That’s a great (if eventual) result – there should be a directory of HFP “wisdom” we can refer to for things like this, e.g. readers’ experiences where something they have done has worked rather than just googling “EU261”.

      • Shoestring says:

        No need, just read the FT EC261 thread. The distilled wisdom is in the header/ dashboard. The thread updates with real cases.

        Best resource online for EC261 compo. By far.

      • Anna says:

        In fact I’m going to start copying this sort of thing onto a document then arrange items into categories for future reference. Another retirement project for the spring!

  • John says:

    Nothing on my Marriott or old SPG account.

  • Steve-B says:

    I’ve got the double points offer for stays of 2+ nights.

  • ah says:

    Exclusively for You: Earn 18,000 Bonus Points
    Earn up to 18,000 bonus points after only three eligible paid stays.

  • Dominic says:

    No offer on my account.. that’s one way to make me question my loyalty of going for the status challenge. Will keep my eyes on other promotions from different brands over the next couple of weeks.

  • Shoestring says:

    BREAKING

    CMA coming out with a strong condemnation of the cheating practices of the big hotel on-sellers (eg Expedia etc) – resort fees, city taxes not disclosed & false discounts!

    Watch this space…compo?

    • Shoestring says:

      Expedia, Booking.com, Agoda, Hotels.com, ebookers and trivago have been the subject of CMA enforcement action due to serious concerns around issues like pressure selling, misleading discount claims, the effect that commission has on how hotels are ordered on sites, and hidden charges.

      The Competition and Markets Authority (CMA) took action last year because it was concerned that practices such as giving a false impression of a room’s popularity or not displaying the full cost of a room upfront could mislead people, stop them finding the best deal and potentially break consumer protection law.

      All companies under investigation by the CMA have co-operated with its work and voluntarily agreed to the following:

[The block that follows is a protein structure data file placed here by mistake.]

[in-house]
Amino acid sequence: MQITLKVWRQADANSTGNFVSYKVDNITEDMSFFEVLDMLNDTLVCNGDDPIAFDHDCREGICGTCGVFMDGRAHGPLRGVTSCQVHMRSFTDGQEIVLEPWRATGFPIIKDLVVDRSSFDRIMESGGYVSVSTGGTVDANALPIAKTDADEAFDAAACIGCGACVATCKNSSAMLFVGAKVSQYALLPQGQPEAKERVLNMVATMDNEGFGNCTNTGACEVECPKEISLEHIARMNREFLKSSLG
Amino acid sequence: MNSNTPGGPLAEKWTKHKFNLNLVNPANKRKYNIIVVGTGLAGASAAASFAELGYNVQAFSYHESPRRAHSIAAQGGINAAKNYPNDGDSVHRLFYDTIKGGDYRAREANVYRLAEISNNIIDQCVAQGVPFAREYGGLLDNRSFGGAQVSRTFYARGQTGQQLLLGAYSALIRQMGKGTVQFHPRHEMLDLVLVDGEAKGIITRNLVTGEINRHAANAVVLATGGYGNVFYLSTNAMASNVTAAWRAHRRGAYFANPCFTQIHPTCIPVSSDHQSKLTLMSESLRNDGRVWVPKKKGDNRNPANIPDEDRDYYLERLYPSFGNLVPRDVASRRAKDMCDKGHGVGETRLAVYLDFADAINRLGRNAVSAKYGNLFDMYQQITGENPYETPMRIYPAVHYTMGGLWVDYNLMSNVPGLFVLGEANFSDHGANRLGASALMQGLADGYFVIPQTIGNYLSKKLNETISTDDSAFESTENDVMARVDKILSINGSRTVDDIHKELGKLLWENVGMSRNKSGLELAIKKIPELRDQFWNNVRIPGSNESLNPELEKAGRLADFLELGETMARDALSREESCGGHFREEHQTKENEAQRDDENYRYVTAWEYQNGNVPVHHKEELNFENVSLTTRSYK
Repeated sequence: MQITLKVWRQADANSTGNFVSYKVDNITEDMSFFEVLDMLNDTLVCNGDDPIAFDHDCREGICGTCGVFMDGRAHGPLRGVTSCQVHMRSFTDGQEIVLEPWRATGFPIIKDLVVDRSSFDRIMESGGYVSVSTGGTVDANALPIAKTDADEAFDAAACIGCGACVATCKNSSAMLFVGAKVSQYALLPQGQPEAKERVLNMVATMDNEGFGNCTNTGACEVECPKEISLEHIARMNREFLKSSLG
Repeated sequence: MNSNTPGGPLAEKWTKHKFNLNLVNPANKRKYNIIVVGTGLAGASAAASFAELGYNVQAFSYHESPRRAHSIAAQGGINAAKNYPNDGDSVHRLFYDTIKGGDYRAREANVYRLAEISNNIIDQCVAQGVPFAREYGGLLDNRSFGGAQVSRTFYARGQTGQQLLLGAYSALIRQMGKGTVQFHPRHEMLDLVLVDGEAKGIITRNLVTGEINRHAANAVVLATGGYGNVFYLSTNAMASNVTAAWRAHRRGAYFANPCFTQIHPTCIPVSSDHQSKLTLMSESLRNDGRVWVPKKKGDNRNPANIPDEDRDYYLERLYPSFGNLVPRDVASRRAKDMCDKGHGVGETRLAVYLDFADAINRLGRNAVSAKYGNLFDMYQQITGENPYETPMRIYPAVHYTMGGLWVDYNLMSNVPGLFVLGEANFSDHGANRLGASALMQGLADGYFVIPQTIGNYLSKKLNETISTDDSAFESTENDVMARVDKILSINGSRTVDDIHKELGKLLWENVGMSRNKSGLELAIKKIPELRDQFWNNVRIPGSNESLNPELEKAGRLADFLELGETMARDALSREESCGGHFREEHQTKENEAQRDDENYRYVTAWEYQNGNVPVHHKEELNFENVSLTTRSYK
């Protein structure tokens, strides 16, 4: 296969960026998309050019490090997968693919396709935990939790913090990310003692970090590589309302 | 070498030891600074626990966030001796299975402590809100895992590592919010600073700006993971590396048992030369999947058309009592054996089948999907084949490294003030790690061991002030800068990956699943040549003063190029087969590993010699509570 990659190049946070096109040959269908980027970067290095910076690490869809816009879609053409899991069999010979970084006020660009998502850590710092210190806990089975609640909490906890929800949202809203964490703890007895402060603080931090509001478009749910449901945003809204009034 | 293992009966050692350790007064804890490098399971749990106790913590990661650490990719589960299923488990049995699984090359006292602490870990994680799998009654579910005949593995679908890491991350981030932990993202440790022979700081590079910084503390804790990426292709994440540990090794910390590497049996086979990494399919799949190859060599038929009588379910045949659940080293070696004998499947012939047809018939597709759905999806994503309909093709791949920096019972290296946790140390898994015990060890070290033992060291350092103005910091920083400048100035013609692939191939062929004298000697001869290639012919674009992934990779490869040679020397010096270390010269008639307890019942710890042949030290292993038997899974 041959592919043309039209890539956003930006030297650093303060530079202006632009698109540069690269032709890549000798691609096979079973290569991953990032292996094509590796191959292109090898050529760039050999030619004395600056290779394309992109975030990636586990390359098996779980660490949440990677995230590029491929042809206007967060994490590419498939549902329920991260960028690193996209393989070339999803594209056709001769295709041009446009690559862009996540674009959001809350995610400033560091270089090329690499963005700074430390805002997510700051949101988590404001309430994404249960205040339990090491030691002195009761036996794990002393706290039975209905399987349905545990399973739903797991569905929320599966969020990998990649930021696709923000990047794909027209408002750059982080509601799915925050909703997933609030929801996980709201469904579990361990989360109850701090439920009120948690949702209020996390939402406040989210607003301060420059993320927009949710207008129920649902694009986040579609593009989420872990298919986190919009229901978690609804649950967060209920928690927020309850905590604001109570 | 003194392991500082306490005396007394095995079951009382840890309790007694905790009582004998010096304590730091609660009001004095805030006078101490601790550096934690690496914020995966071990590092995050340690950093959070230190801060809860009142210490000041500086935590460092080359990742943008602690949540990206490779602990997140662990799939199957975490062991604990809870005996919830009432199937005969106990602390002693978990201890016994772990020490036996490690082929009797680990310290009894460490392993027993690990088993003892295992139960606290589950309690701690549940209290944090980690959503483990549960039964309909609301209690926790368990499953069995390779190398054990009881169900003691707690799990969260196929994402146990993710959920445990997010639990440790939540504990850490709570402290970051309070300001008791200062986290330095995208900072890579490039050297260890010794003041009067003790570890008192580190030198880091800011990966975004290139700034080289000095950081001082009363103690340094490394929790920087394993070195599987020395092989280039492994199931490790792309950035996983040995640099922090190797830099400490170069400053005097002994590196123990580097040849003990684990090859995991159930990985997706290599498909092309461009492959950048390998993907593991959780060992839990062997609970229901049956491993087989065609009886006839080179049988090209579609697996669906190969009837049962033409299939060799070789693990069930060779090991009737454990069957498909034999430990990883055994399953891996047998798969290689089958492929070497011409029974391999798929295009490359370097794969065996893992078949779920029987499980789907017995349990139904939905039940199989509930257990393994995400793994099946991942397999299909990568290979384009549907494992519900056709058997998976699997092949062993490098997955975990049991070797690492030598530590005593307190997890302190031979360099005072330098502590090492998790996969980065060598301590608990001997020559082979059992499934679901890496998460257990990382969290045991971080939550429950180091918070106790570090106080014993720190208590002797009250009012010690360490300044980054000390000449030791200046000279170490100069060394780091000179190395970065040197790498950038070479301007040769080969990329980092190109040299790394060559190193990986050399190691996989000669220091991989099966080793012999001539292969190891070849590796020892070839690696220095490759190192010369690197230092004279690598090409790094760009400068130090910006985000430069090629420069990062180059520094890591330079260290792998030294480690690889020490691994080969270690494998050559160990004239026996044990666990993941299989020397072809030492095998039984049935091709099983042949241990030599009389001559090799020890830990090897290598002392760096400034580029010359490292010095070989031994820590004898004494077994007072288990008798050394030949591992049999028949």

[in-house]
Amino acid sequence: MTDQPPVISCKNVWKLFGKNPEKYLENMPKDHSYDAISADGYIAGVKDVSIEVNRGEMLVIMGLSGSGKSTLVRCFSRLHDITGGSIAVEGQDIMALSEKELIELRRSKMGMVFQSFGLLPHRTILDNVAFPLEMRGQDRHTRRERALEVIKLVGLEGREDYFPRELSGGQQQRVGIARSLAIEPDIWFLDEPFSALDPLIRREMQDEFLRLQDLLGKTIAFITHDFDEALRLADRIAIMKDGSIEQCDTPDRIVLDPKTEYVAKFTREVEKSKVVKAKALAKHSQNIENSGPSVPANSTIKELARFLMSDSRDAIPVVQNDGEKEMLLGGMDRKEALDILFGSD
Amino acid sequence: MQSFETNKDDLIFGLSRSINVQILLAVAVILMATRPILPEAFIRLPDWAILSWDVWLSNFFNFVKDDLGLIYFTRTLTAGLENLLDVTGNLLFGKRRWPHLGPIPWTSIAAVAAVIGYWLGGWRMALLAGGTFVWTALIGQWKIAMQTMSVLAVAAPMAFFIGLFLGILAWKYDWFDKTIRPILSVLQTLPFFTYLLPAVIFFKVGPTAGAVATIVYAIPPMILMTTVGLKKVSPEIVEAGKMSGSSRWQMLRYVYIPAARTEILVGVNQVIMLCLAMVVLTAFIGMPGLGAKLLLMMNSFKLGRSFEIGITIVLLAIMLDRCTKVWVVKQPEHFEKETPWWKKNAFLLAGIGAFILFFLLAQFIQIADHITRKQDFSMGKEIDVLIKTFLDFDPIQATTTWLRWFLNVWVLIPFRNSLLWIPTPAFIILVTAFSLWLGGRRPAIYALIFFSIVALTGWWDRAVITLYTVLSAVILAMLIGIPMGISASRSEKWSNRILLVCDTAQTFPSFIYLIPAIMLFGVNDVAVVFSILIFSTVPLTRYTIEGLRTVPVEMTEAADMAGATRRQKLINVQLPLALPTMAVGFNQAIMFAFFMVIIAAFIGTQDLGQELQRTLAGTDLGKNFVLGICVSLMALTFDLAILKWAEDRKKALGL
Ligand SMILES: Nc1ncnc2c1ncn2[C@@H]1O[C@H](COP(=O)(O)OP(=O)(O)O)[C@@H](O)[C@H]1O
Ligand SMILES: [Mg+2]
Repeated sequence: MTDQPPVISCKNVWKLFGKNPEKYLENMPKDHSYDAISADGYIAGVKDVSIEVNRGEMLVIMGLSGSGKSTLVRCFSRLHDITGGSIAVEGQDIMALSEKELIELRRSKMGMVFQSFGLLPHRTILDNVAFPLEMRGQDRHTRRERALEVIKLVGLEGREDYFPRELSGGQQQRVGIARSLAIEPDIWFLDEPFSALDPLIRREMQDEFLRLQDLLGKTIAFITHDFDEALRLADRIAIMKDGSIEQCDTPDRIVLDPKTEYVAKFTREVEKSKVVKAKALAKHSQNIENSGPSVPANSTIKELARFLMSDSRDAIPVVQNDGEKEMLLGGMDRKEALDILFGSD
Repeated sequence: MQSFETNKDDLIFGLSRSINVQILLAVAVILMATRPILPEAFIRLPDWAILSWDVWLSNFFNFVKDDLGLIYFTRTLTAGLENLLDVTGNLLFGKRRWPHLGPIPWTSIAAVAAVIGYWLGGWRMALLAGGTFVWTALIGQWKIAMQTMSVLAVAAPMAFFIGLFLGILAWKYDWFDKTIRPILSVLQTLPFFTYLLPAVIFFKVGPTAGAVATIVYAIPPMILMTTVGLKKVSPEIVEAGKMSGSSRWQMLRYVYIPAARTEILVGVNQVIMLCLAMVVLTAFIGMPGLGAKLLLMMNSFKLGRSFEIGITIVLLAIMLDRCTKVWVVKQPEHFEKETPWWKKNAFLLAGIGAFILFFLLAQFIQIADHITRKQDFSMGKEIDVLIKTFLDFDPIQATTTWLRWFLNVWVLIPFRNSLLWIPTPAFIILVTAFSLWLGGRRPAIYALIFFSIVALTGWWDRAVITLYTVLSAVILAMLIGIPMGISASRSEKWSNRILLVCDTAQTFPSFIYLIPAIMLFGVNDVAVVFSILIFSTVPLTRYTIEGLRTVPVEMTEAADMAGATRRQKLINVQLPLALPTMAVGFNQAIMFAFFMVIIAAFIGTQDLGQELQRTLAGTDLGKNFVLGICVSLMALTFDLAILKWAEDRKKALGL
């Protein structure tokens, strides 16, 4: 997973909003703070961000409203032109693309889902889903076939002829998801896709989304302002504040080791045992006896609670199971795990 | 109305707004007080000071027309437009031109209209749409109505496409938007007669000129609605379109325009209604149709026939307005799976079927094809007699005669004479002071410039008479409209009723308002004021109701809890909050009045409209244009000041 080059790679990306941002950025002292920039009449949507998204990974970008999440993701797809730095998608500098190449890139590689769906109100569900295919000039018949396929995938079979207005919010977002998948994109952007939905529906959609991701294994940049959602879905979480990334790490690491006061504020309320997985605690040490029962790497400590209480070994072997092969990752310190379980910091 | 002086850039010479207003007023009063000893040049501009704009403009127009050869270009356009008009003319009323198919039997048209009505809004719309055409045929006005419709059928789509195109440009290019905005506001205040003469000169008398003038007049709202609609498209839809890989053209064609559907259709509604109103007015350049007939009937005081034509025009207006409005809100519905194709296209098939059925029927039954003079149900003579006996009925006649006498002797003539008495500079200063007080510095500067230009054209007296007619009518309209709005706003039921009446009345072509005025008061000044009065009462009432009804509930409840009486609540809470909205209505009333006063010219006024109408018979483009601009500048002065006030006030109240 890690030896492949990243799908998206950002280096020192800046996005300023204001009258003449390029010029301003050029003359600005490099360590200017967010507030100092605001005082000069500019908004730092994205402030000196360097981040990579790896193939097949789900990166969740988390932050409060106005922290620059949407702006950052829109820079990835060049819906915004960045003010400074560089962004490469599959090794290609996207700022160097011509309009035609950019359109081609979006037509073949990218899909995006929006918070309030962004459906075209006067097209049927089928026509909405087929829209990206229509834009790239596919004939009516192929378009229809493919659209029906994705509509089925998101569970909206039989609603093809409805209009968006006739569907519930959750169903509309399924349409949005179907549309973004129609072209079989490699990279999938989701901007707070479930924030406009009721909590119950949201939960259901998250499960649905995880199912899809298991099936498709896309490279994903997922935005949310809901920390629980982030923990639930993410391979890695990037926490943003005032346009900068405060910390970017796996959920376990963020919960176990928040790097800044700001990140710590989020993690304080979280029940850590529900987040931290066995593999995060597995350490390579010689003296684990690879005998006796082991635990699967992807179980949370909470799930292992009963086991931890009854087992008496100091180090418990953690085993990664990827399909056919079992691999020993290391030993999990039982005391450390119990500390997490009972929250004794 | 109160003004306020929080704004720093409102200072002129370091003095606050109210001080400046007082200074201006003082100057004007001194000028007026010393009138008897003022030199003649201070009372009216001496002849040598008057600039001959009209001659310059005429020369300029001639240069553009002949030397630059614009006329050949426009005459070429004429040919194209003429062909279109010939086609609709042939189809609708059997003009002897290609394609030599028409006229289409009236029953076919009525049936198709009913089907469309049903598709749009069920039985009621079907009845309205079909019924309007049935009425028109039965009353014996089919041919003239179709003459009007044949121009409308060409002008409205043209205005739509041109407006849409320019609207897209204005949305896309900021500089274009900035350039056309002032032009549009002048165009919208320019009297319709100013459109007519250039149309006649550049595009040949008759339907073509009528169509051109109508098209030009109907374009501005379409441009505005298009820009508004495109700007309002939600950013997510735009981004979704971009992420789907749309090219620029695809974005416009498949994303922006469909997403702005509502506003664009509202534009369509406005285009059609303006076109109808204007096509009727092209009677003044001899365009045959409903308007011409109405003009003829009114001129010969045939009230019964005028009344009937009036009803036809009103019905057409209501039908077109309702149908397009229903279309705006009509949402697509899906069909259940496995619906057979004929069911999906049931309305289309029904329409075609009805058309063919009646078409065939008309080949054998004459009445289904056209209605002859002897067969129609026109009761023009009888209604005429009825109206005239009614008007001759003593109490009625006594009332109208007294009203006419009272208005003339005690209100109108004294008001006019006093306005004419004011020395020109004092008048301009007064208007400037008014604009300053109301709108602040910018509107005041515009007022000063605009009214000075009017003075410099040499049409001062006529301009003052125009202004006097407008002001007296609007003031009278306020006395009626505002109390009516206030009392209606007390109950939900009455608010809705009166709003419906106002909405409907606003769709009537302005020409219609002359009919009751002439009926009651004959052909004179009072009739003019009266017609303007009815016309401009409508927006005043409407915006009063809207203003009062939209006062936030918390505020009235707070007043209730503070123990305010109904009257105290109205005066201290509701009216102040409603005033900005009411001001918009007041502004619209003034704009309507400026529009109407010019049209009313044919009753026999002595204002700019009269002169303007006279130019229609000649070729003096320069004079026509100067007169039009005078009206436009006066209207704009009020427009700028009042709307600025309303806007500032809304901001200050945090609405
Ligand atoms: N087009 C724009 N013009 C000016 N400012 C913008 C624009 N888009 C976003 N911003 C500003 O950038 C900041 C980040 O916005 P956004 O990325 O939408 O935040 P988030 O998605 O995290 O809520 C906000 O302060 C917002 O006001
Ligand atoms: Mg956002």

Search results: making it clearer how hotels are ranked after a customer has entered their search requirements, for example telling people when search results have been affected by the amount of commission a hotel pays the site.

      Pressure selling: not giving a false impression of the availability or popularity of a hotel or rushing customers into making a booking decision based on incomplete information. For example, when highlighting that other customers are looking at the same hotel as you, making it clear they may be searching for different dates. The CMA also saw examples of some sites strategically placing sold out hotels within search results to put pressure on people to book more quickly. Sites have now committed not to do this.

      Discount claims: being clearer about discounts and only promoting deals that are actually available at that time. Examples of misleading discount claims may include comparisons with a higher price that was not relevant to the customer’s search criteria. For example, some sites were comparing a higher weekend room rate with a weekday rate or comparing the price of a luxury suite with a standard room.

      Hidden charges: displaying all compulsory charges such as taxes, booking or resort fees in the headline price. Sites can still break that price down, but the total amount the customer has to pay should always be shown upfront.

      • Alan says:

        When I was looking for New York hotels I found that all the on-sellers I used (Expedia, Booking.com and Hotels.com) all clearly displayed the prices including all taxes and also stated any other charges that were payable at the hotel (resort fees etc) – so I’m not sure what the CMA are on about with that one.

        • Rob says:

          “Not all firms engaged in all of the practices cited above, but all have nonetheless agreed to abide by all the principles set out in the undertakings.”

      • John says:

        I hope this will make Hilton have to show the full cost including all taxes/charges on its initial search results page.

        • Anna says:

          I think they get away with this because they are based in the US. (I got this from the ASA so presumably correct). European pricing is generally inclusive, it just seems to be when it’s in USD that taxes are added on the next page.